In regard to fashion exhibitions, people envision what they could look like in these garments when they enter the museum. During the opening of the Dior exhibition, I did the official visit with France’s First Lady, Brigitte Macron, and afterward I did a walk-through with a famous American fashion model. I think people have a very personal relationship with a fashion exhibition, and the first thought they have is, “What would I look like if I wore this?” Then they will read the exhibition text and learn something about what they see, who made it, and what was happening in the world. People are able to relate to fashion exhibitions because they can imagine themselves wearing the clothes and being part of the story.

Jane: At the show in Paris, there was a guestbook people could sign at the end of exhibition, and Florence tells this great story about it, about how people want to dream, which was the whole point of the exhibition. . .

Florence: There was a little girl who wrote in the book, ‘I love the exhibition, so beautiful. I am 10 years old and my grandmother promised to buy me a Dior dress when I turn 18 years old.’

[Florence then quotes the visitors book.]

Florence: ‘Thank you for this magnificent travel in the universe of elegance and absolute femininity. This exhibition is wonderful. [signed] The Parisian’

‘Where is Mr. Dior to thank him for all this beauty?’

‘The dream and grace for the service of women. Thank you for this beautiful moment. Very elegant.’

It’s funny because the word I put in the title is everywhere throughout the guests’ notes in the book. Dream. It is what we see in the first collection of Maria Grazia Chiuri for Dior. It was like a dream ball in an enchanted forest. This idea that, in moments of crisis, you have to use beauty and dreams to work through difficult situations. I like to play on this paradox of ideas.

The other great thing about this exhibition is that we now are in a world where everyday clothes are becoming so simple and relaxed and sometimes not very aesthetic. I think it is great to show the opposite of this, just as an example, that you can think about and create dreams in the minds of little girls.


Cities like Paris, Milan, London, and Tokyo are epicenters of the fashion world, each with distinct styles and histories. What would you say are the defining traits or major contributions of fashion and style from the United States?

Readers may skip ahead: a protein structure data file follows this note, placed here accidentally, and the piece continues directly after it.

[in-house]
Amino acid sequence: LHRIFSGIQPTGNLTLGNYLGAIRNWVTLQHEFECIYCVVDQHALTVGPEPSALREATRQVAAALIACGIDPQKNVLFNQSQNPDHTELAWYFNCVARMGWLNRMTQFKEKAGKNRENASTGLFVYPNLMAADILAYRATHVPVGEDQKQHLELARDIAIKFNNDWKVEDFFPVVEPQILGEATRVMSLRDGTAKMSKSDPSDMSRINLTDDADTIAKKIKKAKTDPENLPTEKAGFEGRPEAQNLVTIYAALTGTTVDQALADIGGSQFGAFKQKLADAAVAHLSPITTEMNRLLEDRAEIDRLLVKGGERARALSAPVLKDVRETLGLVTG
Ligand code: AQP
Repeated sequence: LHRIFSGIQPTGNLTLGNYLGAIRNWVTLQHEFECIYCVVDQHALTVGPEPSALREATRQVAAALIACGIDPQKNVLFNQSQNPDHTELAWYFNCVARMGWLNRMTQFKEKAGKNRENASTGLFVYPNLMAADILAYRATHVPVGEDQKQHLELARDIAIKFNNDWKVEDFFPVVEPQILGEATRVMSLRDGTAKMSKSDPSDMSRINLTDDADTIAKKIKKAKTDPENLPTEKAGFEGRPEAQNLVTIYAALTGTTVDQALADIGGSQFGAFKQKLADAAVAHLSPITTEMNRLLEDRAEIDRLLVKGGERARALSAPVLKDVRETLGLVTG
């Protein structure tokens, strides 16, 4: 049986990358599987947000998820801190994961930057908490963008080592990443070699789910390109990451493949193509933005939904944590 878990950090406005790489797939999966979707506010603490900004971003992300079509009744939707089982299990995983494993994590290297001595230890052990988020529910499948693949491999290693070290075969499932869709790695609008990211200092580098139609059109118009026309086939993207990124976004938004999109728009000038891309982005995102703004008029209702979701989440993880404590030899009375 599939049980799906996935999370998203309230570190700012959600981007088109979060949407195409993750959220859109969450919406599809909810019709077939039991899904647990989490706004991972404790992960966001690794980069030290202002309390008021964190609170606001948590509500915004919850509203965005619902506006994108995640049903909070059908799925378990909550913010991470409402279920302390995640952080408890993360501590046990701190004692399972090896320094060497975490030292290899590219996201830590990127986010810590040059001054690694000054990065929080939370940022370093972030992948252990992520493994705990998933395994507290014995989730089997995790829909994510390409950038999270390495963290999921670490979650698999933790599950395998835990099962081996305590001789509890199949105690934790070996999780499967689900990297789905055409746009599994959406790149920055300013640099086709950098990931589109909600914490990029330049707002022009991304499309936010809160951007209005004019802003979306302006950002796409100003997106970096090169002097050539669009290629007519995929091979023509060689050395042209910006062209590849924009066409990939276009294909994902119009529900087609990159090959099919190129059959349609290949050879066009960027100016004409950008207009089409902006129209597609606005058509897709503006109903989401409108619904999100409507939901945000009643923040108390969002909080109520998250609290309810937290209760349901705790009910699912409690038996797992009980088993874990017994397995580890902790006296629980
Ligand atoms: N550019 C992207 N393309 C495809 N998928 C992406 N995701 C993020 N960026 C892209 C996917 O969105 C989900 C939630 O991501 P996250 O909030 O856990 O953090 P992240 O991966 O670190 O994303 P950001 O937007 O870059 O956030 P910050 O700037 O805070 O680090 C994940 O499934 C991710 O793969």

One of the United States’ biggest contributions to fashion is the development of sportswear. It began in the 1930s through the 1960s, and was something really new for its time. People in Europe were slow to accept sportswear as fashion because they were so ingrained in the tradition of elegance and couture, and sportswear is the total opposite. In America, sportswear expressed a new way of living that is more relaxed and connected with nature, and eventually designers in Europe started to incorporate sportswear into their collections. It was fashion designed for yourself and less for show, but was still developed in a very elaborate manner. American designer Claire McCardell was an important contributor to this idea of creating sportswear that could also be elegant by mixing simple materials like cotton but with elaborate cuts, forms, and shapes.

Another other important contribution is the phenomenon of the jeans and T-shirt style, which is distinctively American. Same with motorbike jackets and everything connected with the counterculture. When this style reached Europe by the end of the 1960s it was very desirable and influential. It totally changed the way Europeans dressed.

Today I think we are in a place between the two forces of T-shirt and jeans and sportswear, yoga clothes in particular, and designer clothes and cocktail dresses. There is a road in the middle of these two extremes, which is high-end street wear, street couture, which has been a huge trend over the past several years. Girls like Rihanna flaunt this style which has an interesting mix of the two extremes.   


In addition to being a curator, art and fashion historian, and writer, I understand that you also have created work as an artist and participated in artistic collaborations. Can you share more about this side of what you do?